"Here she is," a glowing Danny said in early 1999, whipping a photo out of his wallet. He couldn't stop gushing about his beautiful French fiancée, Mariane.
It was a wonderful emotion to see in Danny Pearl - a friend and colleague from The Wall Street Journal, so smitten with life that he couldn't keep a grin off his bespectacled face.
"Well," he asked theatrically, "What do you think?"
That was Danny: sharing his good fortune, infecting all he touched with his self-effacing laughter, charming his way into everything - and out of anything. Here was a man engaged in living; a compassionate man, who would have begun getting to know his unborn baby boy by speaking gently to Mariane's round tummy. But one month after Danny was abducted in Karachi, while contacting Islamic militants, he was brutally murdered in front of a video camera.
The brutality of his murder may have stemmed from the humiliation his captors felt. From special forces units in Afghanistan - who wear "I Love New York" patches on their uniforms - to the madrassas in Pakistan, where the fall of the Taliban and Al Qaeda is keenly felt, revenge is a key word.
For journalists, the post-Sept. 11 war on terror means a new level of danger. Danny's killing takes the toll of journalists to nine, more than the number of US soldiers killed in combat in Afghanistan.
If his kidnappers' e-mails are to be believed, one could argue that Danny was a victim of America's relative success in the Afghan war - and the violent backlash it has spawned.
Danny probed Al Qaeda connections and found himself in the midst of this maelstrom. He was among those foreign correspondents for whom the search for truth is almost a religion. They know that policies and political rhetoric often paint inaccurate pictures of reality, using only black and white.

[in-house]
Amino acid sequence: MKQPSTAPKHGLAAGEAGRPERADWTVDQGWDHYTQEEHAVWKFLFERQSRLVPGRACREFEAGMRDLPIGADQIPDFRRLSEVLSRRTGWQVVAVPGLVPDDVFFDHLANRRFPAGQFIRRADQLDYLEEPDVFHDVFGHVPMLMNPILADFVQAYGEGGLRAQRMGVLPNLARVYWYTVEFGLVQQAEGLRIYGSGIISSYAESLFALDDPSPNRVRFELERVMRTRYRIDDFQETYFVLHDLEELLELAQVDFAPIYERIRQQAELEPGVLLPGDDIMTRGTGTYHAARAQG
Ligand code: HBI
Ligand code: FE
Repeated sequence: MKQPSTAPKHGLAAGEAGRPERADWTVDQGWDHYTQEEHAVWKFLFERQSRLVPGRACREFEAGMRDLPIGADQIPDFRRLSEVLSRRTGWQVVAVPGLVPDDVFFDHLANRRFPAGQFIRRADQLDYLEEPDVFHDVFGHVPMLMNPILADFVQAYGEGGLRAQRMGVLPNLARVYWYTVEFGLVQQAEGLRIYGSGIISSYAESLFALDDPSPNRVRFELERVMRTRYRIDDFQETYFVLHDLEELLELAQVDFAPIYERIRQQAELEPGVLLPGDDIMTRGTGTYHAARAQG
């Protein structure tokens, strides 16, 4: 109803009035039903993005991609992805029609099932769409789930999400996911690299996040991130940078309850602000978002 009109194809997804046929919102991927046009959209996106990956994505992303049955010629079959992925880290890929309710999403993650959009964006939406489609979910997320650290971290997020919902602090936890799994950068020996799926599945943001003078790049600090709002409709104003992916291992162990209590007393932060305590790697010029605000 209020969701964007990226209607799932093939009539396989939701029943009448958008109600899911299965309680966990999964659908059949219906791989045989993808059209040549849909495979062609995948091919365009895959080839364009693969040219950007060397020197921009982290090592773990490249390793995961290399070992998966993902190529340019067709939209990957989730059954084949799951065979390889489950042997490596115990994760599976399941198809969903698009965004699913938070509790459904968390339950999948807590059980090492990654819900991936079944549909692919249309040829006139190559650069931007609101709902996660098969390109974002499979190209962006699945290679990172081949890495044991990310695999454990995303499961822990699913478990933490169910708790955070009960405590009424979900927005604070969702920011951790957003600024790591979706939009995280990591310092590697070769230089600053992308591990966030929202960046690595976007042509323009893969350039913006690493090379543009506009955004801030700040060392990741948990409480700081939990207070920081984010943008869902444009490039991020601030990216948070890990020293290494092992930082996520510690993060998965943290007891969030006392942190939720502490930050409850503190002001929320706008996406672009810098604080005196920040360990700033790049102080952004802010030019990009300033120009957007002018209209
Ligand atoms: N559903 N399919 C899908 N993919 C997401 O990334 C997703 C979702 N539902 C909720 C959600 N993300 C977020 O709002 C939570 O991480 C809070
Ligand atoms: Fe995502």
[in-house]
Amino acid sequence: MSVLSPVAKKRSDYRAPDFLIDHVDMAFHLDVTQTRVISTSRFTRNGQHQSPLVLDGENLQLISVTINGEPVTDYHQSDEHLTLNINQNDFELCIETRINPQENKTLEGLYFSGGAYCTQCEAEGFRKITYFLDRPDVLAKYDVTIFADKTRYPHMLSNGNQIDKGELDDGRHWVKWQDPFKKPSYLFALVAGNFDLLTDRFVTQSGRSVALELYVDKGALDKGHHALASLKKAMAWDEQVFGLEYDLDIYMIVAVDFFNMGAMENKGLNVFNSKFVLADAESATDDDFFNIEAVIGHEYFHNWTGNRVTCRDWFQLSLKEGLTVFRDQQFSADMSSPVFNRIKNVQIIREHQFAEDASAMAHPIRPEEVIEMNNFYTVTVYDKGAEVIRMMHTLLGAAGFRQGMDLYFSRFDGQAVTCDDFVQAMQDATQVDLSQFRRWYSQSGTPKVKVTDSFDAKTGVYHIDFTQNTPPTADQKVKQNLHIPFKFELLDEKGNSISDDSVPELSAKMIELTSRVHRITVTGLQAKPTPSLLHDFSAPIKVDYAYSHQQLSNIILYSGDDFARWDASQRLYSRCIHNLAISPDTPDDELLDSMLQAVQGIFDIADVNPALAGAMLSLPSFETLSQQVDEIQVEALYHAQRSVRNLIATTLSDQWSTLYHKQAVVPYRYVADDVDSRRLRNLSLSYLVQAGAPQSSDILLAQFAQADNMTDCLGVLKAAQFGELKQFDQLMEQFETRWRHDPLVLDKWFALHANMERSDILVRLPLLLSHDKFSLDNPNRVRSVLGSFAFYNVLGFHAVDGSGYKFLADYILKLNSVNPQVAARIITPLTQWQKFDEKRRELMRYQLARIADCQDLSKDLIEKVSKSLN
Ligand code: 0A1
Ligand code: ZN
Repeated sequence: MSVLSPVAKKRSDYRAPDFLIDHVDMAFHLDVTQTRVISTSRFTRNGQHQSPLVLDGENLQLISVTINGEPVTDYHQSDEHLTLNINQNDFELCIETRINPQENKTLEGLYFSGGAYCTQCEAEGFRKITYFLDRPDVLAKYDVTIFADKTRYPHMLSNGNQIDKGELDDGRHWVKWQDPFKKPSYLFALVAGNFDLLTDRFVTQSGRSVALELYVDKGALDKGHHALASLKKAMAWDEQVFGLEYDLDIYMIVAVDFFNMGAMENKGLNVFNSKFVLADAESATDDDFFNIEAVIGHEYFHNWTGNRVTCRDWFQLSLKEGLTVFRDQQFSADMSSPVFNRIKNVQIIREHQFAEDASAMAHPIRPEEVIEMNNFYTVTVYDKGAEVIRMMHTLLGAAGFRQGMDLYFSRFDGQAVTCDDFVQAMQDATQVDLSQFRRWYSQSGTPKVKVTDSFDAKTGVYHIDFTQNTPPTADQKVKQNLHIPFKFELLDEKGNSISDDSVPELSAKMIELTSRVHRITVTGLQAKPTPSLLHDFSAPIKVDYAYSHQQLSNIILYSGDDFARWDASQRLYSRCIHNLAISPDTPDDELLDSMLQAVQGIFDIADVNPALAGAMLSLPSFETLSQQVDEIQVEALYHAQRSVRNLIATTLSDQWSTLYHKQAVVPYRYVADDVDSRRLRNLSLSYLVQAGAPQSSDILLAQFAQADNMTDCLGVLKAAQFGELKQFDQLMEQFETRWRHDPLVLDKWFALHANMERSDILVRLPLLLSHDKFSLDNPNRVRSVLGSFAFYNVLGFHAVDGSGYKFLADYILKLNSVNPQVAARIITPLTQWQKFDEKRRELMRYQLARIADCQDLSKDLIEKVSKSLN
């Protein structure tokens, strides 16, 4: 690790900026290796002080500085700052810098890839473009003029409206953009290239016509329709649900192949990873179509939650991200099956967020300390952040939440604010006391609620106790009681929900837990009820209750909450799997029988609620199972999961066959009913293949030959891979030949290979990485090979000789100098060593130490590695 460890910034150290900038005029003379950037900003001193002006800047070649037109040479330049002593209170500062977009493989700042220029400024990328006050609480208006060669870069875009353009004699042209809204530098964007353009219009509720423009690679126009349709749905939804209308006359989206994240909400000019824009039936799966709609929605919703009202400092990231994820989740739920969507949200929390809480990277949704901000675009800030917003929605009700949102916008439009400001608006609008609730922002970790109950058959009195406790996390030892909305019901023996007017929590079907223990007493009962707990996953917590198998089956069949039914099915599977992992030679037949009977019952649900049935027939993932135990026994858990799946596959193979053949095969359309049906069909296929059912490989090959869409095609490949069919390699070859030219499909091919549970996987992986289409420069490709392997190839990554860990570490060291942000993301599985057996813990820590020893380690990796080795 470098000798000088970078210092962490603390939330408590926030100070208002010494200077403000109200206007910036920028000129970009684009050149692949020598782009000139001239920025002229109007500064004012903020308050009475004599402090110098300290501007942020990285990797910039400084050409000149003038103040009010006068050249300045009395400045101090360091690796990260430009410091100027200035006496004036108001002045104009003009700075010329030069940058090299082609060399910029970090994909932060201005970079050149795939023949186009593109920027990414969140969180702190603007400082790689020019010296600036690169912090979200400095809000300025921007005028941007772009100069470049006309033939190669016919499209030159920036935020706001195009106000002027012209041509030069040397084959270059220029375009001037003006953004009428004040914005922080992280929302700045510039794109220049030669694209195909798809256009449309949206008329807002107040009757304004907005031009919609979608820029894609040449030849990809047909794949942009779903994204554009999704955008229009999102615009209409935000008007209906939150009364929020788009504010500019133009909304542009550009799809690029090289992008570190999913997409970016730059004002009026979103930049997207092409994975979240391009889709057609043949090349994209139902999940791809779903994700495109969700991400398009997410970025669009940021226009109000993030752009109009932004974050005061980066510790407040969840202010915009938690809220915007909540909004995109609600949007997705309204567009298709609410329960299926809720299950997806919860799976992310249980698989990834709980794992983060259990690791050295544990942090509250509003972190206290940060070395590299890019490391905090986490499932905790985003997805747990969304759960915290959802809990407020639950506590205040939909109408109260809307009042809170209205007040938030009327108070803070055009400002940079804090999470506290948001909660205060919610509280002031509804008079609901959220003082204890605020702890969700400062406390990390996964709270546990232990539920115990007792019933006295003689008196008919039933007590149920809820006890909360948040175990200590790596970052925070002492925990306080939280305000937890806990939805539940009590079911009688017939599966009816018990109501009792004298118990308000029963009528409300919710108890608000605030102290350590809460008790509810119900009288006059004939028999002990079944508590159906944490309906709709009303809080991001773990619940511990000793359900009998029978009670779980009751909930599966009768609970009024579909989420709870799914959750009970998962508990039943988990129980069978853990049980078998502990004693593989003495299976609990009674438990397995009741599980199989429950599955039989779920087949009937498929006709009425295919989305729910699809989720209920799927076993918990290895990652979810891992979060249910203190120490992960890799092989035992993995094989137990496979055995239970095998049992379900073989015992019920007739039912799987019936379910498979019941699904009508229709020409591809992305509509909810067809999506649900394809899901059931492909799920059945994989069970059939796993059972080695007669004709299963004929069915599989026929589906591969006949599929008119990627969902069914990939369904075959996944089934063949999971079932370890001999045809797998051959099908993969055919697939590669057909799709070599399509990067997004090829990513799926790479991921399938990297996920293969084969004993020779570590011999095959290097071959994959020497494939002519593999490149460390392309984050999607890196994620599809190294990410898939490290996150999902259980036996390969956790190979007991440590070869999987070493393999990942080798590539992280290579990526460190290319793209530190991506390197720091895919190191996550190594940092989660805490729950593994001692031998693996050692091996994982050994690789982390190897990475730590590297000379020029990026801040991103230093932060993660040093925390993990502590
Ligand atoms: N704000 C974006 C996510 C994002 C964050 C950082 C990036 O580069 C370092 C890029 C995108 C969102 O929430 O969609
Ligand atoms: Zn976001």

Like others, Danny saw his mission as exploring and defining the all-important gray areas - giving voice to the voiceless, and reminding decisionmakers that their acts have real-life consequences.
Ever cautious, Danny had told fellow journalists in Pakistan that he was leaving the Afghanistan conflict to them, because it was too dangerous for an expectant father.
It was always so. When I first met Danny in 1996 in Iran, driving together for days, he was very concerned about the risks of our extra-legal crossing into Iraqi Kurdistan to meet a local warlord. In Iran last week, I thought of that reluctance again in the lobby of the same hotel where we plotted our trip - and of how unlikely it was that Danny was a hostage.
During the years we both covered the Middle East, our paths crossed often. Danny was ebullient, and always looked like an ambitious young attorney with his wrinkle-free suit jacket - an item that we joked about.
In Iran, I admired his detailed list of contacts - a masterpiece that he had inherited from a predecessor. It became a template for all my own future contact lists. He was generous with those numbers: During the next few years, we exchanged contacts in odd places.
And we sometimes raced each other for quirky story angles. He could write like a dream. He once turned a toss-away story about a revival of pearl-diving songs in the tiny Gulf state of Qatar into a lengthy page 1 Wall Street Journal story.
Danny was good-naturedly aggrieved - accusing me of leaving him nothing to write when I beat him to stories in Iran on the rising popularity of plastic surgery for Western-style noses, and a piece about a government family-planning program in the Islamic republic.
One of the last times I saw Danny was during the funeral of Jordan's King Hussein. Afterwards, he came briefly to a party at our house.